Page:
Other times, a patient may schedule a medication therapy management (MTM) review to go over their medications. At these reviews, the pharmacist can spend more time with the patient to discuss the right way to take certain medications, possible side effects, drug interactions, and other important things to know about the medication. The pharmacist can also educate on how the medication works and how it will help prevent complications, like kidney failure, nerve damage, and heart disease, in the long run.
Savings on diabetes medication
If you’re taking one of these popular diabetes medications, your pharmacist can also help you save. If you’re unable to afford an essential medication, pharmacists can help you work with your healthcare provider to transition to a less expensive medication—or help you use a prescription savings card like SingleCare to reduce the price.
|Name||Classification||Dosage form||Typical dosage||SingleCare price||SingleCare savings|
|Riomet (metformin)||Biguanide||Oral tablet||500 mg twice daily||$4.00||Get coupon|
|Glynase (glyburide)||Sulfonylurea||Oral tablet||2.5 to 5 mg once daily with the first meal of the day||$11.66||Get coupon|
|Prandin (repaglinide)||Meglitinide||Oral tablet||When HbA1c is < 8%, 0.5 mg with each meal.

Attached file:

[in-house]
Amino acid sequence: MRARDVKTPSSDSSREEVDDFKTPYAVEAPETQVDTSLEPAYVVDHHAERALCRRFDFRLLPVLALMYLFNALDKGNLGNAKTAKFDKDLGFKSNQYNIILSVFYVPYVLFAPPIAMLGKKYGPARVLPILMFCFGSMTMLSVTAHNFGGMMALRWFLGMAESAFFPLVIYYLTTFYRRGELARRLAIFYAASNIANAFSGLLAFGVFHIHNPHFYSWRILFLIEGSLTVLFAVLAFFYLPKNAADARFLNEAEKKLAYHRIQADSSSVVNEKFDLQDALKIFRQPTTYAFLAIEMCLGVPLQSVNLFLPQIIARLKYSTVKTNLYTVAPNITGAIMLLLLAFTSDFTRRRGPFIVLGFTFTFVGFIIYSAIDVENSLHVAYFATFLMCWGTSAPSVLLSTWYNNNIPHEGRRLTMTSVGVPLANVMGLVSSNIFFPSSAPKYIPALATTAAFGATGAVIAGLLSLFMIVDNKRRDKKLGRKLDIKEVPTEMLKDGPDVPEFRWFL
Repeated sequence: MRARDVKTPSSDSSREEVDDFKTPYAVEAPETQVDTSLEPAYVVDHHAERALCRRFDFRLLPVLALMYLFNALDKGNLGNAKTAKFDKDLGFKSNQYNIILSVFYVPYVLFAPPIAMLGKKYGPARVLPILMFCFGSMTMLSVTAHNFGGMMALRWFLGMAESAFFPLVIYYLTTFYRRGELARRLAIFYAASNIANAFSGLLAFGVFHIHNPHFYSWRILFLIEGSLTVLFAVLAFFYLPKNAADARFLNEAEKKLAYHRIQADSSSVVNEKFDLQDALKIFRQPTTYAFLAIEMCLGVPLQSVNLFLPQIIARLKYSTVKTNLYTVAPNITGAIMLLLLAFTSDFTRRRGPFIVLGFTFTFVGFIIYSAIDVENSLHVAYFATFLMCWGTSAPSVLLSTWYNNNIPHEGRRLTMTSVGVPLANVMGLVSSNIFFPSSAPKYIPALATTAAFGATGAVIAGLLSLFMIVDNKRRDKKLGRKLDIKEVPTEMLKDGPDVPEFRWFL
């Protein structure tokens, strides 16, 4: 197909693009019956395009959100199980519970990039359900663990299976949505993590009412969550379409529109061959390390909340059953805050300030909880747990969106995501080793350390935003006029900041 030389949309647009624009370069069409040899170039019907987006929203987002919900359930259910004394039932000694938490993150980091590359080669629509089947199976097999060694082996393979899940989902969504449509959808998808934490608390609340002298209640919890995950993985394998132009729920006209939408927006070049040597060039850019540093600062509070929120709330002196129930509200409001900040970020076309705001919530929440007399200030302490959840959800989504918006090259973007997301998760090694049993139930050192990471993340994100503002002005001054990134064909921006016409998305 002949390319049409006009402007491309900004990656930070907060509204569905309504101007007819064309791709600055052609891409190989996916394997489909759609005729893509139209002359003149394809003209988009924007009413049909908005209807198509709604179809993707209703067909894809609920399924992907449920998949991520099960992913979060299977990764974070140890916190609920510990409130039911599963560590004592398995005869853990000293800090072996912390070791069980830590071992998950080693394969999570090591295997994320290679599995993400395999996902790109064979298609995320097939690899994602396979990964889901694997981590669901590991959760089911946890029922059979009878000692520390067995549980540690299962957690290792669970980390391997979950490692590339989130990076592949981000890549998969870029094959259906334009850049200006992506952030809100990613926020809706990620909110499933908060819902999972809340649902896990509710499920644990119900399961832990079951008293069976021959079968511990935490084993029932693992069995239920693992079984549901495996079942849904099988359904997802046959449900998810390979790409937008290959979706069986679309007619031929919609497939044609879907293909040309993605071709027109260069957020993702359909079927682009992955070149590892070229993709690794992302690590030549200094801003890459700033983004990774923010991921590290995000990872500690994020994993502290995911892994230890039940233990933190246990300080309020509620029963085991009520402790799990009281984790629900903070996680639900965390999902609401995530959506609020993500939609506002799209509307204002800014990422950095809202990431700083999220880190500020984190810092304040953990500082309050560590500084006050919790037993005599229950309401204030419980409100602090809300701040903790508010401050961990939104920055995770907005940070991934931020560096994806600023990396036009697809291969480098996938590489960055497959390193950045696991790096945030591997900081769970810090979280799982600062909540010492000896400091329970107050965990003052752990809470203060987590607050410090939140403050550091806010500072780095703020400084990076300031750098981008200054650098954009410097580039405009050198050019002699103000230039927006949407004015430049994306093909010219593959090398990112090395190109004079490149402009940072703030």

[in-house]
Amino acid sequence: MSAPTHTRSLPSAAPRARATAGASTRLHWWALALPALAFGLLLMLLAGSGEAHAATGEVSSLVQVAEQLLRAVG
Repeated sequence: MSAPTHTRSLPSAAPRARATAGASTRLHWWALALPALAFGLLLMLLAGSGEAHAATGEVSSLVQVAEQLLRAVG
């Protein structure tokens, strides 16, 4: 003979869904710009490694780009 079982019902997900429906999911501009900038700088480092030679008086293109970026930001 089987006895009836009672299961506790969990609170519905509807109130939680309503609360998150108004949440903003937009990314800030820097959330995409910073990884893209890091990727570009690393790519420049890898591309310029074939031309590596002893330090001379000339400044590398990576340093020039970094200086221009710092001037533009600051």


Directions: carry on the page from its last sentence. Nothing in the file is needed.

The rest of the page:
When HbA1c is ≥ 8%, 1 or 2 mg with each meal
|Januvia (sitagliptin)||DPP-4 inhibitor||Oral tablet||100 mg once daily with or without food||$392.75||Get coupon|
|Victoza (liraglutide)||GLP-1 receptor agonist||Subcutaneous injection||0.6 mg once daily for the first week, and then 1.2 mg once daily||$876.93||Get coupon|
|Jardiance (empagliflozin)||SGLT2 inhibitor||Oral tablet||10 mg once daily in the morning||$432.94||Get coupon|
|Lantus (insulin glargine)||Insulin||Subcutaneous injection||Initially, up to 10 units per day. Dosage adjusted based on glucose levels and treatment goals||$70.20||Get coupon|
What can you do to prevent diabetes?
Diabetes is a serious condition, but in some cases it’s preventable. At the very least, you can help your loved ones avoid the complications of living undiagnosed with these steps.
Schedule regular checkups